Thus, in accordance with the present invention, a die cut film blank is placed over the mold cavity. It is cut to match the cavity edge with just enough overlap to permit clamping. The structural plastic is applied over the blank while the cavity under it is pressurized enough to support the weight of the plastic. It is dispensed either from a hot runner or a modified hot runner or from a traversing extruder. It is then conditioned as by cooling nozzles to acquire a point-by-point preset temperature distribution, including the film or blank. The mold is closed by a mold core, while the pressure in the cavity is released and the cavity is evacuated. The molded article may be provided with inserted elements of a structure made of metal or different plastics including for example scrim, fibers, woven and non-woven mats, etc. The core compresses the plastic which is coated on the core side of the film. If a paint film is used, the part can obtain a Class A finish, as molded. Because of the controlled deformation parameters or depth of color, the deformed film thickness can maintain uniform gloss and depth of color after molding. To finish the process, the part is cooled in the mold, which is temperature controlled. No mechanical ejectors are needed and no ejector marks are left: upon opening the mold, the part is separated from the mold surface by any desired means, as by air-ejectors, using the channels that were used at the outset to “float” the carrier film, and transferred by suction to the robot end of arm.
Unlike injection molding, this procedure is based on the following considerations. In the injection molding process, molten plastic is forced through a small orifice into a large space confined by walls that are intensively chilled. Mold filling occurs by coating the mold walls and filling the diminishing space between them progressively, under conditions of laminar flow. This phenomenon, called tunnel-flow, makes coinjection possible. The molten and then gradually solidifying plastic cools inward from the mold wall, through the first coat and the adjoining laminar structure, in a material that is a poor heat conductor. The rate and amount of shrinkage from melt to solid varies accordingly layer-by-layer, and depends on the changes in wall thickness spot-by-spot. Passing through the melt-transition temperature, TM, particularly in crystalline plastics, interferes severely with the conformance of the plastic to the mold. Hence, the sink-marks opposite the gate vestige and at the opposite of a thick rib, and waviness of larger surfaces. Another fatal consequence of volume change at TM in large, thin injection molded panels of varying curvature, can be the residual stresses that warp surfaces as they are relieved, e.g., by environment exposure, as temperature rises, or corrosive moisture is absorbed; this, in addition to other expected consequence of stress concentrations.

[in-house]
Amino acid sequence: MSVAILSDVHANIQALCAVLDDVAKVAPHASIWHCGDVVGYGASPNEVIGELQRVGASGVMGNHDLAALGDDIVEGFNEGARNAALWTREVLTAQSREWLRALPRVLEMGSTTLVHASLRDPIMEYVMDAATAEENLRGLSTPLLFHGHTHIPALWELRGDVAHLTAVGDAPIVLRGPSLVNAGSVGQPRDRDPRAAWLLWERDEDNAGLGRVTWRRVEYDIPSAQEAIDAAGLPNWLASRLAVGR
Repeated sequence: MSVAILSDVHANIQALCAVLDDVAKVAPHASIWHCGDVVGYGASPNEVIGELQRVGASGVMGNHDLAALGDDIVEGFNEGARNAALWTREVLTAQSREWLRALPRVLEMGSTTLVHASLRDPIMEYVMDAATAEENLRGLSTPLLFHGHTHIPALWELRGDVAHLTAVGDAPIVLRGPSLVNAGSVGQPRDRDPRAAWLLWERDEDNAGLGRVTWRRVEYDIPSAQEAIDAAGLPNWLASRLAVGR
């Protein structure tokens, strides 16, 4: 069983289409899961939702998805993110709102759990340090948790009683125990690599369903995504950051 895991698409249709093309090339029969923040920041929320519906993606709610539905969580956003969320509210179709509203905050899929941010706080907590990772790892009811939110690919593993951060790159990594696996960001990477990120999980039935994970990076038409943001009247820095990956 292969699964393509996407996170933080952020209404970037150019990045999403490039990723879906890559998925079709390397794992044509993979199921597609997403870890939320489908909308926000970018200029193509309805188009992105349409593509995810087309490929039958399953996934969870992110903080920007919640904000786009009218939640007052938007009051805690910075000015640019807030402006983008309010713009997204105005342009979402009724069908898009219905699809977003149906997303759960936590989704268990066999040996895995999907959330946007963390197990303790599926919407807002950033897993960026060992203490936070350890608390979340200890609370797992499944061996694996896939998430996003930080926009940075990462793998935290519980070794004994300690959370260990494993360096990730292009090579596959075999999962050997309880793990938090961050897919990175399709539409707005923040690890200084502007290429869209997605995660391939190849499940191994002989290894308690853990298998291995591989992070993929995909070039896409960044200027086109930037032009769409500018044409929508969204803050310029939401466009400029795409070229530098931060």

The solution of this nearly intractable problem is to bypass the TM - caused volume change in the molding process. This is precisely what the compression molding of the present invention accomplishes.